Journal of Plant Research

, Volume 123, Issue 3, pp 291–298 | Cite as

Toward genome-wide metabolotyping and elucidation of metabolic system: metabolic profiling of large-scale bioresources

  • Masami Yokota HiraiEmail author
  • Yuji Sawada
  • Shigehiko Kanaya
  • Takashi Kuromori
  • Masatomo Kobayashi
  • Romy Klausnitzer
  • Kosuke Hanada
  • Kenji Akiyama
  • Tetsuya Sakurai
  • Kazuki Saito
  • Kazuo Shinozaki
JPR Symposium International Conference on Arabidopsis Research 2010


An improvement in plant production is increasingly important for a sustainable human society. For this purpose, understanding the mechanism of plant production, that is, the plant metabolic system, is an immediate necessity. After the sequencing of the Arabidopsis genome, it has become possible to obtain a bird’s eye view of its metabolism by means of omics such as transcriptomics and proteomics. Availability of thousands of transcriptome data points in the public domain has resulted in great advances in the methodology of functional genomics. Metabolome data can be a “gold mine” of biological findings. However, as the total throughput of metabolomics is far lower than that of transcriptomics due to technical difficulties, there is currently no publicly available large-scale metabolome dataset that is comparable in size to the transcriptome dataset. Recently, we established a novel methodology, termed widely targeted metabolomics, which can generate thousands of metabolome data points in a high-throughput manner. We previously conducted a targeted metabolite analysis of large-scale Arabidopsis bioresources, namely transposon-tagged mutants and accessions, to make a smaller dataset of metabolite accumulation. In this paper, we release approximately 3,000 metabolic profiles obtained by targeted analysis for 36 metabolites and discuss the possible regulation of amino acid accumulation.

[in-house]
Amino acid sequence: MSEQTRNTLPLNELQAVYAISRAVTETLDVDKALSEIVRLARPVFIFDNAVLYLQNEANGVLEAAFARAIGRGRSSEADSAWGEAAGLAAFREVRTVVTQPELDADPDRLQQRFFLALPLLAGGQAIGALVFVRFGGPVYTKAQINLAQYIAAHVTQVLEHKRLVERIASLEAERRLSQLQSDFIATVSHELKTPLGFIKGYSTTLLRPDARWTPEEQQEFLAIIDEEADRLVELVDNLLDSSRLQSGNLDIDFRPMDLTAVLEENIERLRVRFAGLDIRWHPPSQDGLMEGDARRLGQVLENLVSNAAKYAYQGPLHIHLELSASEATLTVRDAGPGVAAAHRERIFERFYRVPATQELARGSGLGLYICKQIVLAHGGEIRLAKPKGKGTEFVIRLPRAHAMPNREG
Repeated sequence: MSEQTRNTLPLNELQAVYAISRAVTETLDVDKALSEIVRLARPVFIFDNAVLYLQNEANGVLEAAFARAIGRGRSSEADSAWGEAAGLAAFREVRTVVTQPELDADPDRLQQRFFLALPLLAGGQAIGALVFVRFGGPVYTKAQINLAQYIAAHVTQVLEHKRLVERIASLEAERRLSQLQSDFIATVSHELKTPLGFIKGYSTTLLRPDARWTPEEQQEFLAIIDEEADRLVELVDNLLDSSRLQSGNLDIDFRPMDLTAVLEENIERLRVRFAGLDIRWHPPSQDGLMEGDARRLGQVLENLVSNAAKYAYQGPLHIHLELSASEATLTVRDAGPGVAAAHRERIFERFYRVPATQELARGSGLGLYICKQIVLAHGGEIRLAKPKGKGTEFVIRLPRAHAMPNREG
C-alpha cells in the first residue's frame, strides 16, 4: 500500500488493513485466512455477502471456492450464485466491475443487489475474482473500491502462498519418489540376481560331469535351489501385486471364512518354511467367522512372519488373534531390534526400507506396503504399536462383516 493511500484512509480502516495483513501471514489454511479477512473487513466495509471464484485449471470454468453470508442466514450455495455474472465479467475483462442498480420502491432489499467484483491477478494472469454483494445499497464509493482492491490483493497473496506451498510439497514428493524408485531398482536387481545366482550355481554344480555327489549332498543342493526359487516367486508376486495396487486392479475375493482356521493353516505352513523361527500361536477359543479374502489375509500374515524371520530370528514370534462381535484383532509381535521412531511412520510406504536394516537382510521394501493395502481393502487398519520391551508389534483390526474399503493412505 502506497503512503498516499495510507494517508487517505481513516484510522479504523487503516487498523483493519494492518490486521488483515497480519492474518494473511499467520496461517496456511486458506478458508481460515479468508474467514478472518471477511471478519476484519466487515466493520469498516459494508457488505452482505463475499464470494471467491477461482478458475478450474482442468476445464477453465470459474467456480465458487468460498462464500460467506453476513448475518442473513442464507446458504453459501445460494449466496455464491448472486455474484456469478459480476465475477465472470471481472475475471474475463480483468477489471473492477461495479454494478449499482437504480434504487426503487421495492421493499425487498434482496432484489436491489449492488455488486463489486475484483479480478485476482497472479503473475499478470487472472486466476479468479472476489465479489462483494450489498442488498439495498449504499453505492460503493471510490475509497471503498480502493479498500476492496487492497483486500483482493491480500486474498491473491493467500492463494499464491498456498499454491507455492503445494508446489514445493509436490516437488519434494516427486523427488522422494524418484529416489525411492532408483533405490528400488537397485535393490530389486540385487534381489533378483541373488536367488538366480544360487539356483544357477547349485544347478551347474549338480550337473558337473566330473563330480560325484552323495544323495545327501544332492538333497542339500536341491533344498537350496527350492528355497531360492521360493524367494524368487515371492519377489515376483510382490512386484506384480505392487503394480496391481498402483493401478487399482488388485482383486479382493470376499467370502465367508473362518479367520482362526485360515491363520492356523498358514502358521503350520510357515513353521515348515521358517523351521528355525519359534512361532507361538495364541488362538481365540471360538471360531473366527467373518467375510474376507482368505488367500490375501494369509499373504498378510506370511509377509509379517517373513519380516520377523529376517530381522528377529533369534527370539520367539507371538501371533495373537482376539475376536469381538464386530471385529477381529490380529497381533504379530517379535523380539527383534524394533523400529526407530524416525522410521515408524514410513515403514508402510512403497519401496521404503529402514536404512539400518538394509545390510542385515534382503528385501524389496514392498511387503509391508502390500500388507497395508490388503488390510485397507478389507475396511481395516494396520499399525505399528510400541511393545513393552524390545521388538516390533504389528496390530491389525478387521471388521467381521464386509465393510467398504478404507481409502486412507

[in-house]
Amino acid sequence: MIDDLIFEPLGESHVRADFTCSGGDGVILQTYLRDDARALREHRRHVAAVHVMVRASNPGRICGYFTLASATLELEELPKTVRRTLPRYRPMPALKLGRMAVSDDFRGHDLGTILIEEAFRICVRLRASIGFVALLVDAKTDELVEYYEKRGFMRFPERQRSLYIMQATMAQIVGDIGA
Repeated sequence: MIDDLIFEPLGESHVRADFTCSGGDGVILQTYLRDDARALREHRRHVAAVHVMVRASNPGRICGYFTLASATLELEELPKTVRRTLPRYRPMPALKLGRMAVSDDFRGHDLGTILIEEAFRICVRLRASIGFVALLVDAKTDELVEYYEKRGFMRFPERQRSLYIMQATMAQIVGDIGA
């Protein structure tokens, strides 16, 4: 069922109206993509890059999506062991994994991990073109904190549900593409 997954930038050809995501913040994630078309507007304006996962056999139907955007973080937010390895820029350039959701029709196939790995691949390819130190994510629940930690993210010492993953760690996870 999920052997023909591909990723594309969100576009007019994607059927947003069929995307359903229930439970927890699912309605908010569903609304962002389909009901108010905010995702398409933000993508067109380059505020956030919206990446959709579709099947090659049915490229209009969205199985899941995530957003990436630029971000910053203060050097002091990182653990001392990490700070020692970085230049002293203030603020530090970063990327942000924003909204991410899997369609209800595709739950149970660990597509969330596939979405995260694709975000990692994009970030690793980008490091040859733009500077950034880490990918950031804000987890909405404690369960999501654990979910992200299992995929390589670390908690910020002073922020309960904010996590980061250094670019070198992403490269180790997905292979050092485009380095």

Bioresources Co-accumulation High-throughput analysis Large-scale analysis Metabolome Mutant 



This work was supported in part by the Core Research for Evolutional Science and Technology (CREST) of the Japan Science and Technology Agency (Project name: “Elucidation of Amino Acid Metabolism in Plants Based on Integrated Omics Analyses”).

Supplementary material

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Copyright information

© The Botanical Society of Japan and Springer 2010

Authors and Affiliations

  • Masami Yokota Hirai
    • 1
    • 2
    • 3
    Email author
  • Yuji Sawada
    • 1
    • 2
  • Shigehiko Kanaya
    • 4
  • Takashi Kuromori
    • 1
  • Masatomo Kobayashi
    • 5
  • Romy Klausnitzer
    • 1
  • Kosuke Hanada
    • 1
  • Kenji Akiyama
    • 1
  • Tetsuya Sakurai
    • 1
  • Kazuki Saito
    • 1
    • 6
  • Kazuo Shinozaki
    • 1
  1. 1.RIKEN Plant Science CenterYokohamaJapan
  2. 2.JST, CRESTKawaguchiJapan
  3. 3.Graduate School of Bioagricultural SciencesNagoya UniversityNagoyaJapan
  4. 4.Graduate School of Information ScienceNara Institute of Science and TechnologyNaraJapan
  5. 5.RIKEN BioResource CenterTsukubaJapan
  6. 6.Graduate School of Pharmaceutical SciencesChiba UniversityChibaJapan

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